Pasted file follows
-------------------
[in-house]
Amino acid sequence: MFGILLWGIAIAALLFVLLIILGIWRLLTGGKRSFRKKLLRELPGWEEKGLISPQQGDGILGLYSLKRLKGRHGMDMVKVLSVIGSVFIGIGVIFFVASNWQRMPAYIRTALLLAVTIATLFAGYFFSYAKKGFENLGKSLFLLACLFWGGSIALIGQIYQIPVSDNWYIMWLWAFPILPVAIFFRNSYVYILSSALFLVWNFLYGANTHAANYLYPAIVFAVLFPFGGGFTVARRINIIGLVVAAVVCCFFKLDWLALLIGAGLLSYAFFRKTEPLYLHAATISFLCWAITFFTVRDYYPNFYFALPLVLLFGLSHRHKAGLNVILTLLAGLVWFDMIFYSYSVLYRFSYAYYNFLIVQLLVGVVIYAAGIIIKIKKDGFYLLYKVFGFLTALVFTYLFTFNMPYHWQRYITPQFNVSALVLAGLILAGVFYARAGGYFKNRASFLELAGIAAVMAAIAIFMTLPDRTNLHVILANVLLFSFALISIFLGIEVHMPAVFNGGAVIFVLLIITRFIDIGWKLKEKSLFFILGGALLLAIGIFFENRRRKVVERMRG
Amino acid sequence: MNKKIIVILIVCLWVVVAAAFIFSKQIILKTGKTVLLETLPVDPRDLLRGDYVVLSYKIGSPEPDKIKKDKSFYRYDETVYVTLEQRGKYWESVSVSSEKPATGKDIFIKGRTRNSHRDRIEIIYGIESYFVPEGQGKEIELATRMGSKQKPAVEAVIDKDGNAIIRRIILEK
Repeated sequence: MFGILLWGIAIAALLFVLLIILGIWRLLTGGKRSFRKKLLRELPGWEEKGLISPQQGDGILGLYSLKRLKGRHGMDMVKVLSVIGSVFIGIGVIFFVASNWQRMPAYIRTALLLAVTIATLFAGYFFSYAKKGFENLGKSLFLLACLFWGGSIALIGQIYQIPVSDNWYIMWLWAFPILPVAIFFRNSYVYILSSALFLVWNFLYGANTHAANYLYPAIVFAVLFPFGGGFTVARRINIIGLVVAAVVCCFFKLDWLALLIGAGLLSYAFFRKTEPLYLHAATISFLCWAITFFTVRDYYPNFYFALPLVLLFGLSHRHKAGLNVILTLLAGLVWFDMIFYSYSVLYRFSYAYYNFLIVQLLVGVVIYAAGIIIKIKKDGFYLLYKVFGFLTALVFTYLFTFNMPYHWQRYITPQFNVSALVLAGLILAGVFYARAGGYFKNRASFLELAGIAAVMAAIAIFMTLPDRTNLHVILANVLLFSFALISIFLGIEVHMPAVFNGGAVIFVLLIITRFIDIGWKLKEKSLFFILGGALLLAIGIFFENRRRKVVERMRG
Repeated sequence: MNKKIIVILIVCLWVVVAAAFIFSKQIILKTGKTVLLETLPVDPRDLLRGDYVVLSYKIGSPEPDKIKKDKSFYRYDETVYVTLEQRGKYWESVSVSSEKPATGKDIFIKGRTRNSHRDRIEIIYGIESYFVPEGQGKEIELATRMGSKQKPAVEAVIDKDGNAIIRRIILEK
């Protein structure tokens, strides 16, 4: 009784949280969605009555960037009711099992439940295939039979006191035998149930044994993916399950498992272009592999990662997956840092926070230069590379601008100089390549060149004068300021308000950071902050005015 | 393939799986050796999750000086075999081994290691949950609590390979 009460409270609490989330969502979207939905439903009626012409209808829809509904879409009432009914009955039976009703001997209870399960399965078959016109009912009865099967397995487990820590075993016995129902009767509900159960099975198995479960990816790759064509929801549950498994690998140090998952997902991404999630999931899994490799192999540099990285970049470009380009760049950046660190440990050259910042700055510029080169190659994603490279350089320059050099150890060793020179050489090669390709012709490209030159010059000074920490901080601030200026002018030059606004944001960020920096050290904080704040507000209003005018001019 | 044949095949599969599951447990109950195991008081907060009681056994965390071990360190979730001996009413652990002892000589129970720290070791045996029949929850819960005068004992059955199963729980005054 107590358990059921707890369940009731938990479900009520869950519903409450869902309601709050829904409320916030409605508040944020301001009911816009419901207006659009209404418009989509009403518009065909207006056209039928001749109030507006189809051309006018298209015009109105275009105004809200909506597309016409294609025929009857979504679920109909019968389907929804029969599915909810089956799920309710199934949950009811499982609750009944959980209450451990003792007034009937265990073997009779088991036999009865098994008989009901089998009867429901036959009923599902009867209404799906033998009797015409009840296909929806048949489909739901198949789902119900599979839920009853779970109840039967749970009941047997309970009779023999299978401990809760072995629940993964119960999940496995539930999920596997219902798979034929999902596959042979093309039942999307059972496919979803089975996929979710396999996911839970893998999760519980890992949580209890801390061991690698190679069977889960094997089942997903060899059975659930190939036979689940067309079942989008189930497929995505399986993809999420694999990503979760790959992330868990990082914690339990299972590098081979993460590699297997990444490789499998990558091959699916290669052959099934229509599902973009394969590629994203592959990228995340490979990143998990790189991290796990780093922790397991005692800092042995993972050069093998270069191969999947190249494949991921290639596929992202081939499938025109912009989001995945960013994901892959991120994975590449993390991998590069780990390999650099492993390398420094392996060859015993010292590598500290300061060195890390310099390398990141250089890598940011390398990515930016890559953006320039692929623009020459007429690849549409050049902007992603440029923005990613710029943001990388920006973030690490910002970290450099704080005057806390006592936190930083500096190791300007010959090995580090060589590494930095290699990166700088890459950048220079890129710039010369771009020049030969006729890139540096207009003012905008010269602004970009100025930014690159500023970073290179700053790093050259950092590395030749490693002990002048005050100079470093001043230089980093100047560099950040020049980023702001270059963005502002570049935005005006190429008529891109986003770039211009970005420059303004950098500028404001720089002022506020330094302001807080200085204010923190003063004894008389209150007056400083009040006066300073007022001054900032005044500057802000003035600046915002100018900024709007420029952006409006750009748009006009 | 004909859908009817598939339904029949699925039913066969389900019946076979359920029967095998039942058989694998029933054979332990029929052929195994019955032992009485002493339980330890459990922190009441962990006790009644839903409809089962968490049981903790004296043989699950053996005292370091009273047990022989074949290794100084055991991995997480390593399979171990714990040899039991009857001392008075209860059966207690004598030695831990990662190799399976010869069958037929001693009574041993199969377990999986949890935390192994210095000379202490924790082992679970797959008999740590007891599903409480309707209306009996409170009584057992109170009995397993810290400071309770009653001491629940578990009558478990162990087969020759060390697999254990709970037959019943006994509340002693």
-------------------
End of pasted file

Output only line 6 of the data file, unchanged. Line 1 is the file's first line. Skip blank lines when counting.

């Protein structure tokens, strides 16, 4: 009784949280969605009555960037009711099992439940295939039979006191035998149930044994993916399950498992272009592999990662997956840092926070230069590379601008100089390549060149004068300021308000950071902050005015 | 393939799986050796999750000086075999081994290691949950609590390979 009460409270609490989330969502979207939905439903009626012409209808829809509904879409009432009914009955039976009703001997209870399960399965078959016109009912009865099967397995487990820590075993016995129902009767509900159960099975198995479960990816790759064509929801549950498994690998140090998952997902991404999630999931899994490799192999540099990285970049470009380009760049950046660190440990050259910042700055510029080169190659994603490279350089320059050099150890060793020179050489090669390709012709490209030159010059000074920490901080601030200026002018030059606004944001960020920096050290904080704040507000209003005018001019 | 044949095949599969599951447990109950195991008081907060009681056994965390071990360190979730001996009413652990002892000589129970720290070791045996029949929850819960005068004992059955199963729980005054 107590358990059921707890369940009731938990479900009520869950519903409450869902309601709050829904409320916030409605508040944020301001009911816009419901207006659009209404418009989509009403518009065909207006056209039928001749109030507006189809051309006018298209015009109105275009105004809200909506597309016409294609025929009857979504679920109909019968389907929804029969599915909810089956799920309710199934949950009811499982609750009944959980209450451990003792007034009937265990073997009779088991036999009865098994008989009901089998009867429901036959009923599902009867209404799906033998009797015409009840296909929806048949489909739901198949789902119900599979839920009853779970109840039967749970009941047997309970009779023999299978401990809760072995629940993964119960999940496995539930999920596997219902798979034929999902596959042979093309039942999307059972496919979803089975996929979710396999996911839970893998999760519980890992949580209890801390061991690698190679069977889960094997089942997903060899059975659930190939036979689940067309079942989008189930497929995505399986993809999420694999990503979760790959992330868990990082914690339990299972590098081979993460590699297997990444490789499998990558091959699916290669052959099934229509599902973009394969590629994203592959990228995340490979990143998990790189991290796990780093922790397991005692800092042995993972050069093998270069191969999947190249494949991921290639596929992202081939499938025109912009989001995945960013994901892959991120994975590449993390991998590069780990390999650099492993390398420094392996060859015993010292590598500290300061060195890390310099390398990141250089890598940011390398990515930016890559953006320039692929623009020459007429690849549409050049902007992603440029923005990613710029943001990388920006973030690490910002970290450099704080005057806390006592936190930083500096190791300007010959090995580090060589590494930095290699990166700088890459950048220079890129710039010369771009020049030969006729890139540096207009003012905008010269602004970009100025930014690159500023970073290179700053790093050259950092590395030749490693002990002048005050100079470093001043230089980093100047560099950040020049980023702001270059963005502002570049935005005006190429008529891109986003770039211009970005420059303004950098500028404001720089002022506020330094302001807080200085204010923190003063004894008389209150007056400083009040006066300073007022001054900032005044500057802000003035600046915002100018900024709007420029952006409006750009748009006009 | 004909859908009817598939339904029949699925039913066969389900019946076979359920029967095998039942058989694998029933054979332990029929052929195994019955032992009485002493339980330890459990922190009441962990006790009644839903409809089962968490049981903790004296043989699950053996005292370091009273047990022989074949290794100084055991991995997480390593399979171990714990040899039991009857001392008075209860059966207690004598030695831990990662190799399976010869069958037929001693009574041993199969377990999986949890935390192994210095000379202490924790082992679970797959008999740590007891599903409480309707209306009996409170009584057992109170009995397993810290400071309770009653001491629940578990009558478990162990087969020759060390697999254990709970037959019943006994509340002693």